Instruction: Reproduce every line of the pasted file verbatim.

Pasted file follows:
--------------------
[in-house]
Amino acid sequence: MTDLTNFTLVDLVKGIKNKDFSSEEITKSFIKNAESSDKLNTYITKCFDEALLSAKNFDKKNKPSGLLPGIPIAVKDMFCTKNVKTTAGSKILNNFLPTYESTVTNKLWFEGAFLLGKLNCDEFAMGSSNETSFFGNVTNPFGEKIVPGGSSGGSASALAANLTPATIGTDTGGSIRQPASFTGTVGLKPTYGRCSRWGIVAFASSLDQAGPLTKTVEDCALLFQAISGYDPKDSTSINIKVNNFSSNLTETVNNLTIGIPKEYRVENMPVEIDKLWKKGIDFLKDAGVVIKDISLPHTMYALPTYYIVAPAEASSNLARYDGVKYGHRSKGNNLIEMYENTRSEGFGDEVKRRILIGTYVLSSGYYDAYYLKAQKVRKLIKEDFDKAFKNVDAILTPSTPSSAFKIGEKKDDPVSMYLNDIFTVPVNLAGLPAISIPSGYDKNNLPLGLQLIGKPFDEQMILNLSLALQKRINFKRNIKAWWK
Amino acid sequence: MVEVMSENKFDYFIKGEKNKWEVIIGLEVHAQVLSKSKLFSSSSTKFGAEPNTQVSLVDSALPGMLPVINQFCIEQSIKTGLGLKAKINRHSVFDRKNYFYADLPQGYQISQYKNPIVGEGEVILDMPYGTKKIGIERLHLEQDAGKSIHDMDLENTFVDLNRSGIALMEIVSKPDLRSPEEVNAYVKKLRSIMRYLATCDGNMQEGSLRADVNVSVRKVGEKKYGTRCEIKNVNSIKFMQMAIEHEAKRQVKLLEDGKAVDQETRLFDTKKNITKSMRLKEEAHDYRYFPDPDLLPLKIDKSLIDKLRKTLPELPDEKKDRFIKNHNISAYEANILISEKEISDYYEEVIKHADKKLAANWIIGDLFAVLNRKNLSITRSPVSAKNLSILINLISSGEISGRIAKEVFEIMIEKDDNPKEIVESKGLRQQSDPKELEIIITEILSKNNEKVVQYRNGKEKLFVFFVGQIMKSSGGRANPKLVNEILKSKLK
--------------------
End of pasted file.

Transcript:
[in-house]
Amino acid sequence: MTDLTNFTLVDLVKGIKNKDFSSEEITKSFIKNAESSDKLNTYITKCFDEALLSAKNFDKKNKPSGLLPGIPIAVKDMFCTKNVKTTAGSKILNNFLPTYESTVTNKLWFEGAFLLGKLNCDEFAMGSSNETSFFGNVTNPFGEKIVPGGSSGGSASALAANLTPATIGTDTGGSIRQPASFTGTVGLKPTYGRCSRWGIVAFASSLDQAGPLTKTVEDCALLFQAISGYDPKDSTSINIKVNNFSSNLTETVNNLTIGIPKEYRVENMPVEIDKLWKKGIDFLKDAGVVIKDISLPHTMYALPTYYIVAPAEASSNLARYDGVKYGHRSKGNNLIEMYENTRSEGFGDEVKRRILIGTYVLSSGYYDAYYLKAQKVRKLIKEDFDKAFKNVDAILTPSTPSSAFKIGEKKDDPVSMYLNDIFTVPVNLAGLPAISIPSGYDKNNLPLGLQLIGKPFDEQMILNLSLALQKRINFKRNIKAWWK
Amino acid sequence: MVEVMSENKFDYFIKGEKNKWEVIIGLEVHAQVLSKSKLFSSSSTKFGAEPNTQVSLVDSALPGMLPVINQFCIEQSIKTGLGLKAKINRHSVFDRKNYFYADLPQGYQISQYKNPIVGEGEVILDMPYGTKKIGIERLHLEQDAGKSIHDMDLENTFVDLNRSGIALMEIVSKPDLRSPEEVNAYVKKLRSIMRYLATCDGNMQEGSLRADVNVSVRKVGEKKYGTRCEIKNVNSIKFMQMAIEHEAKRQVKLLEDGKAVDQETRLFDTKKNITKSMRLKEEAHDYRYFPDPDLLPLKIDKSLIDKLRKTLPELPDEKKDRFIKNHNISAYEANILISEKEISDYYEEVIKHADKKLAANWIIGDLFAVLNRKNLSITRSPVSAKNLSILINLISSGEISGRIAKEVFEIMIEKDDNPKEIVESKGLRQQSDPKELEIIITEILSKNNEKVVQYRNGKEKLFVFFVGQIMKSSGGRANPKLVNEILKSKLK